Paterson Music Project
“I’ve watched and enjoyed some of your Friday Webinars at Wharton Arts–such a wonderful range of topics to inspire students, professionals, and general audiences. Thank you for curating and presenting these talks.” ~ Garrett Fischbach, MET Orchestra
An Interview with New Jersey Youth Symphony Assistant Manager of Orchestras Alyssa Horne
Friday Webinars at Wharton Arts is an hour-long weekly program where artists of different disciplines make authentic connections between art and life through sharing their stories, expertise, and creations. Curated and hosted by Artistic Director Helen H. Cha-Pyo, we sat down with Assistant Manager of Orchestras Alyssa Horne to discuss the new series.
Q: What was the inspiration for this webinar series?
A: Wharton’s 2020-21 season has definitely required creativity! In light of the pandemic, it was our hope that we could offer as many robust musical and educational experiences for our students as possible. Here are some thoughts from Artistic Director Helen H. Cha-Pyo on the inspiration for curating this webinar series:
“When the reality of life under COVID-19 inevitably set in, I began working on creating a hybrid scenario for our programs. The most difficult aspect of engaging students online in a meaningful way is the inability to facilitate large ensemble rehearsals and concerts, which is the main focus of the New Jersey Youth Symphony. This devastating disruption for in-person music-making developed into an opportunity for us to engage with our young musicians in a new and unique way. I wanted to maximize this opportunity and introduce our Wharton Arts students to a wide range of disciplines in the field of music, as well as professional musicians who are currently thriving in their fields—musicians who are role models to our students.
I believe life is art, and art is life. If what we do as musicians and artists has no genuine connection to the life we live, it is meaningless. By the same token, we as musicians should be compelled to find that connection each and every day. With this thought, I wanted to curate a series of webinars that would feature artists of different disciplines making authentic connections between art and life through the sharing of their stories, expertise, and creations.”
“Although I have never studied or played jazz, Julius Tolentino’s 5 steps to learning a tune gave me some ideas on how I might approach solo Bach differently.” ~ Garrett Fischbach, MET Orchestra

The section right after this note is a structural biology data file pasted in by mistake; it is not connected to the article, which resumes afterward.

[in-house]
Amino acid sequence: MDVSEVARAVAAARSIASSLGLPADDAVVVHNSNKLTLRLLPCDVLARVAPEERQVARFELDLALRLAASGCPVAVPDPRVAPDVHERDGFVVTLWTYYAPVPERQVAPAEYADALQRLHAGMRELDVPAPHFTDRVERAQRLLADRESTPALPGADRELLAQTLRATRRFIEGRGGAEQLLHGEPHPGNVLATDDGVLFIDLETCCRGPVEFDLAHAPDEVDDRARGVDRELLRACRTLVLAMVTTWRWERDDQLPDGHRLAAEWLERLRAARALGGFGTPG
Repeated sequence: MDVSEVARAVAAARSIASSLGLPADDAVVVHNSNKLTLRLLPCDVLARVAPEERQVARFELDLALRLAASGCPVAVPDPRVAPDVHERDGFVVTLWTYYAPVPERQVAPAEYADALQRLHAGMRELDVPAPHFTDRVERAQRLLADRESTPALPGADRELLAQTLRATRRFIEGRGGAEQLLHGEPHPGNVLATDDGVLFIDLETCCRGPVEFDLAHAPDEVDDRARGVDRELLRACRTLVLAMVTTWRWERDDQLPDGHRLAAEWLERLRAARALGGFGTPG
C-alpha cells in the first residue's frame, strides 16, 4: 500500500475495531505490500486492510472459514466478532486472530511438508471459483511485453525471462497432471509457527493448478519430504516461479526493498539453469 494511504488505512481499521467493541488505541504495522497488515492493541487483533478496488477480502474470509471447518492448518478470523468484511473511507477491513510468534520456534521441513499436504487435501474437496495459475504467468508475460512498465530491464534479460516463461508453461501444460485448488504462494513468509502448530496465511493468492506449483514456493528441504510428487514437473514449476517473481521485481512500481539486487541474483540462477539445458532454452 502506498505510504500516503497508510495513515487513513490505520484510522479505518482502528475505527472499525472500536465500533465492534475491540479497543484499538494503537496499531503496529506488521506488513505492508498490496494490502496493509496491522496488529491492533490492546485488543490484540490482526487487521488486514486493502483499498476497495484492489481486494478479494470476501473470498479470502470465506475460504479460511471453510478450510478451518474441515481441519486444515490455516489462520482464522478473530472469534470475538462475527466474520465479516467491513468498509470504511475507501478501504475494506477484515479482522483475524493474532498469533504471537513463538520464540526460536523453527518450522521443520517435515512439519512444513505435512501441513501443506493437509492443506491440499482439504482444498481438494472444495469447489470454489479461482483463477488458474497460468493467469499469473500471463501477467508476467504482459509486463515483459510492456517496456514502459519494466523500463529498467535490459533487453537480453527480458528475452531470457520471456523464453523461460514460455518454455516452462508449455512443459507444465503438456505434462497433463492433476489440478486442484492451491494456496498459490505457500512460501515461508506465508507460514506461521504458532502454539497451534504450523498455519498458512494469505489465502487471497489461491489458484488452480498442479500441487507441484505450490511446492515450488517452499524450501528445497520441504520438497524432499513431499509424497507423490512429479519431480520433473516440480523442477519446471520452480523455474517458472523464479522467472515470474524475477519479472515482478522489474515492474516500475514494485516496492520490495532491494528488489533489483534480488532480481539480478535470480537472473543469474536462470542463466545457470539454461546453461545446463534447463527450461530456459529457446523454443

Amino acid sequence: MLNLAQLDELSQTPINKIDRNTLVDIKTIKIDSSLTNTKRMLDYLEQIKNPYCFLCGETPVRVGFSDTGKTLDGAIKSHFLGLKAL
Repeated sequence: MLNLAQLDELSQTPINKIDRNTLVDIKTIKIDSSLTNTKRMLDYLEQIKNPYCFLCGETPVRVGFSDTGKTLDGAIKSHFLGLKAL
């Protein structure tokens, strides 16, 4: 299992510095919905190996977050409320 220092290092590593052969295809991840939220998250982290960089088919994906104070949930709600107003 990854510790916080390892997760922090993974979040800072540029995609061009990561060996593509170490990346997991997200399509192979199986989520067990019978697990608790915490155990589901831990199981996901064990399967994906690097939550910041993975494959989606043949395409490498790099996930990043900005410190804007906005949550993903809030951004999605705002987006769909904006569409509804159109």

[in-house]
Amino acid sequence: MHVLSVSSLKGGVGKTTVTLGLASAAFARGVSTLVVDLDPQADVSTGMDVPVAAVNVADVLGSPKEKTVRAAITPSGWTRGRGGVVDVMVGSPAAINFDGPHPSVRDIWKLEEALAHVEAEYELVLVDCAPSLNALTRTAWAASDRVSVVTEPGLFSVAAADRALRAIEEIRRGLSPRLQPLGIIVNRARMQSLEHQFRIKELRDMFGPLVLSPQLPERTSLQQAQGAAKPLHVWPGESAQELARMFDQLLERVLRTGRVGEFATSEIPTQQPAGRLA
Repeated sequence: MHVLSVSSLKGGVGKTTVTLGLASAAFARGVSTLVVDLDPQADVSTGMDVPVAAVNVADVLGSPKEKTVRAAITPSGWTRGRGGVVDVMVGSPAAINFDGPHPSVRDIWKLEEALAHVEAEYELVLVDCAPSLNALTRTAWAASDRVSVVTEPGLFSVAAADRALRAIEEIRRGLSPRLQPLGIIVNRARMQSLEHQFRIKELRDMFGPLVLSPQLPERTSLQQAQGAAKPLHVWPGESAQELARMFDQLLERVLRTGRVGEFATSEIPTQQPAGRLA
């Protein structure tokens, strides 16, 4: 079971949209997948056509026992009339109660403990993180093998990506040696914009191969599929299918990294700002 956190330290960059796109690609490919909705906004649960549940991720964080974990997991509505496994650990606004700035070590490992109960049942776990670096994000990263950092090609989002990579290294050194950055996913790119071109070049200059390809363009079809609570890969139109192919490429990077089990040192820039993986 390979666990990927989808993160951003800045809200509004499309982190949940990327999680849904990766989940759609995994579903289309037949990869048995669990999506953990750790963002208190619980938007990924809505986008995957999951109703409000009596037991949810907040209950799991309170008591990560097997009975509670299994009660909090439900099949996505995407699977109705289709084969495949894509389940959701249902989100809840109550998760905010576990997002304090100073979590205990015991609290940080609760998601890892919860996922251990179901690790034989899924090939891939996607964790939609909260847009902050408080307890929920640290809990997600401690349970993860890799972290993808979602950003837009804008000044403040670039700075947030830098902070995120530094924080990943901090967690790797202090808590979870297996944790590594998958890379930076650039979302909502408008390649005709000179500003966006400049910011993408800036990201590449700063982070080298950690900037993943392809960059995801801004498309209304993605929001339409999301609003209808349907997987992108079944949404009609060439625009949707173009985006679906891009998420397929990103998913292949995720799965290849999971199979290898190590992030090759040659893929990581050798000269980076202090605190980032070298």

Q: How were the guest artists chosen?
A: Maestro Cha-Pyo reached out to various artists to create a unique and meaningful webinar series for our community. Her thoughts on selecting the artists:
“The silver lining throughout this entire situation is the fact that I can invite artists to present a webinar no matter where they are in the world. Our guest artists hail from more than ten states across the U.S., from Hawaii to Massachusetts! Normally, we could not dream of having these artists travel to New Jersey to be with us in-person. As stated before, my hope for this series was to introduce role models to our students, not only from an artistic standpoint but from a human perspective as well. I have been blessed to work with so many fantastic artists who are incredible human beings, and when this opportunity arose, I was thrilled to reach out to many of these colleagues who were happy and enthusiastic to share their expertise and experiences with our students.
Since many of our young people may not fully understand the variety of professions within the world of performing arts and music education, I called on a wide array of professionals in the music world, including performers, composers, educators, conductors, entrepreneurs, performance psychologists, choreographers, opera directors, librettists, arts administrators, and more.”
“It will be interesting to see how your collaboration with Nokia Bell Labs audience–interactive technology unfolds. His Life Lessons To My Younger Self seem valuable for someone at any age.” ~ Webinar Audience Member
Q: How do the webinars fit into the New Jersey Youth Symphony’s curriculum this year? I understand that NJYS students receive credit for attending?
A: The Friday Webinars at Wharton Arts are a part of our online course offerings for the fall semester. NJYS students can receive 1-2 credits for each webinar, depending on the length of the event. In addition to the webinars, we offer master classes and musicianship courses including sight-reading, ear training, music theory, rhythm workshops, and technique classes. All of these courses were designed this season to supplement virtual rehearsals and give our students as many engaging musical opportunities as possible, albeit online.